Here are some questions and answers about communion I will be reviewing with the Bricks
The question is not where is God present (by itself uninteresting when we are talking about an omnipresent deity), but where God is present for us, in peace and safety rather than condemnation and destruction. Michael Horton, People and Place, 109.
In recent years, there has been considerable slippage amongst evangelicals in understanding how the sacraments should be observed. As a result, their practice has been confused, inconsistent and marginalized. We need to continue to work on developing a biblical view of the sacraments.
What is a sacrament or ordinance?
Calvin defined the sacraments in this way.
It seems to me that a simple and proper definition would be to say that [a sacrament] is an outward sign by which the Lord seals on our consciences the promises of his good will toward us in order to sustain the weakness of our faith; and we in turn attest our piety toward him in the presence of the Lord and of his angels and before men. Here is another briefer definition; one may call it a testimony of divine grace toward us, confirmed by an outward sign, with mutual attestation of our piety toward him.” Calvin. IV.14.1, page 1277.
Does it matter if we call it a sacrament or an ordinance?
No, so long as we make sure that we have a biblical understanding. Here, I would agree with Grudem:
It does not seem that any significant point is at issue here in the question of whether to call baptism and the Lord’s Supper “ordinances” or “sacraments.” Since Protestants who use both words explain clearly what they mean by them, the argument is not really over doctrine but over the meaning of the English word.
Are the sacraments really that big of a deal?
The importance of the ordinances cannot be overstated. Nothing is more central to our identity as a New Testament church than how we observe the sacraments of baptism and the Lord’s Supper. So central are they, that, a local church that does not observe biblically the sacraments ceases to be a local church.
So, are you saying that we are saved by virtue of being baptized and observing the Lord’s Supper?
As Protestants in the Reformed tradition, we deny that the sacraments automatically bestow spiritual benefits. They benefit only those with saving faith.
How do we benefit through participation in the Lord’s Supper?
The sacraments are visible signs give by the Lord that teach us about faith, remind us of the Gospel, require us to examine ourselves, and proclaim the Gospel to ourselves and an unbelieving world.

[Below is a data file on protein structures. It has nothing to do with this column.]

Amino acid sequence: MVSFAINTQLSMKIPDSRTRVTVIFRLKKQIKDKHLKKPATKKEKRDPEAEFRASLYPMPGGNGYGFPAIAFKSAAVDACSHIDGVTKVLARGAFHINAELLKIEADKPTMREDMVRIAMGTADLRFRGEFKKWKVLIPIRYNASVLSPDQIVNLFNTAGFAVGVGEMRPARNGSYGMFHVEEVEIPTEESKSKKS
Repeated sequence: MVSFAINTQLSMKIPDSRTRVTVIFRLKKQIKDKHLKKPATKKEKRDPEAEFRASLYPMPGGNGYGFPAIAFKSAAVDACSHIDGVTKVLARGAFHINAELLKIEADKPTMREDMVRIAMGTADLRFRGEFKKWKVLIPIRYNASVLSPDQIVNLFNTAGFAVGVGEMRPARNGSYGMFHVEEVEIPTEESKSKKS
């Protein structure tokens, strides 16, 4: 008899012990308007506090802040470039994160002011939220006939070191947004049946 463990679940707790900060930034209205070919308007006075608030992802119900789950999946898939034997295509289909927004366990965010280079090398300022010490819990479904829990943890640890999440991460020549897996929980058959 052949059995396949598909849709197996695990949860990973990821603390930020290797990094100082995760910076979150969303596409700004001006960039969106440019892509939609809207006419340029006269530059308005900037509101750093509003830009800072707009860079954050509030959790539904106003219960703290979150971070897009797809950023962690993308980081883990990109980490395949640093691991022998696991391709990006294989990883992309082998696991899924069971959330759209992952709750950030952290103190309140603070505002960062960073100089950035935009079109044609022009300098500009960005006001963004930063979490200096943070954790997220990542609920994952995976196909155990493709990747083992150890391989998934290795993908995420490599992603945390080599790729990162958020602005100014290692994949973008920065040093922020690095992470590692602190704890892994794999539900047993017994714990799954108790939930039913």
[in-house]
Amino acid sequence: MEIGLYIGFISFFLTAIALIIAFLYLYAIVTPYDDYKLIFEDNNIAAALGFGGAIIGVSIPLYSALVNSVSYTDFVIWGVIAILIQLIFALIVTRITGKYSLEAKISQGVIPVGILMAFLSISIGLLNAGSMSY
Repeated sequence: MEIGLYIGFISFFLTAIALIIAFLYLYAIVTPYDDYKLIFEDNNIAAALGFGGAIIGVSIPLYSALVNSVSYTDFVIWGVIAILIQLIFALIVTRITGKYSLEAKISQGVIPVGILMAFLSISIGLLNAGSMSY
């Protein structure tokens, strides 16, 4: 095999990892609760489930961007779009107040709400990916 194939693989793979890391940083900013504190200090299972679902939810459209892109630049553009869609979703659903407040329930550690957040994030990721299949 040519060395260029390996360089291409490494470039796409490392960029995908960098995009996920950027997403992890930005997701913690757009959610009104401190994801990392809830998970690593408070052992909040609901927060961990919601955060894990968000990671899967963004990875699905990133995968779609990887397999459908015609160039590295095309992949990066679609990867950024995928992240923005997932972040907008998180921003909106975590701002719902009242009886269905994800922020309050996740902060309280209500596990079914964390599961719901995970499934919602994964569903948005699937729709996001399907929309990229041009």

In drawing near to the table, we flee from idolatry and remember together the work of Christ (1 Cor 10:14-22). As Jesus said on the night he was betrayed, we do this in remembrance of him (1 Corinthians 11:24).
In observing the sacraments, we share Christ and his presence through the Holy Spirit in a profound way. This involves a mystery that goes beyond our ability to comprehend it. But, we dare not in any way underestimate the importance.
How many sacraments are given to the local church?
Two sacraments are given to the local church: baptism and communion.
Who should participate in the sacrament of the Lord’s Supper or communion?
Baptized believers who are walking obediently with Christ.
When else should I not participate?
The Bible issues very stern warnings to those who would participate in communion in an unworthy manner (1 Corinthians 11:27-32).
Whoever, therefore, eats the bread or drinks the cup of the Lord in an unworthy manner will be guilty of profaning the body and blood of the Lord. Let a person examine himself, then, and so eat of the bread and drink of the cup. For anyone who eats and drinks without discerning the body eats and drinks judgment on himself. That is why many of you are weak and ill, and some have died. But if we judged ourselves truly, we would not be judged. But when we are judged by the Lord, we are disciplined so that we may not be condemned along with the world.(1 Co 11:27-32).
If you are involved in ongoing sin that you have not repented of (and that means taking steps to no longer do it), then you should not participate. Better said, you should deal with the sin and come humbly to the table. Choose to sin, choose to suffer (Galatians 6:7-8, 1 Corinthians 10).
Is it a big deal to not be baptized?
Yes. It is huge. Baptism is the non-optional, New Testament means, by which faith in Christ is publically professed. Those refusing baptism should read Matthew 10:32-33.
"So everyone who acknowledges me before men, I also will acknowledge before my Father who is in heaven, but whoever denies me before men, I also will deny before my Father who is in heaven.(Mt 10:32-33)."
Being baptized doesn’t save you, but those who are saved will be baptized. Of course, there are cases like the criminal on the Cross, that a believer is not able to be baptized (Luke 32:32-43). Examine yourselves to see whether you are in the faith . . . (2 Corinthains 13:15).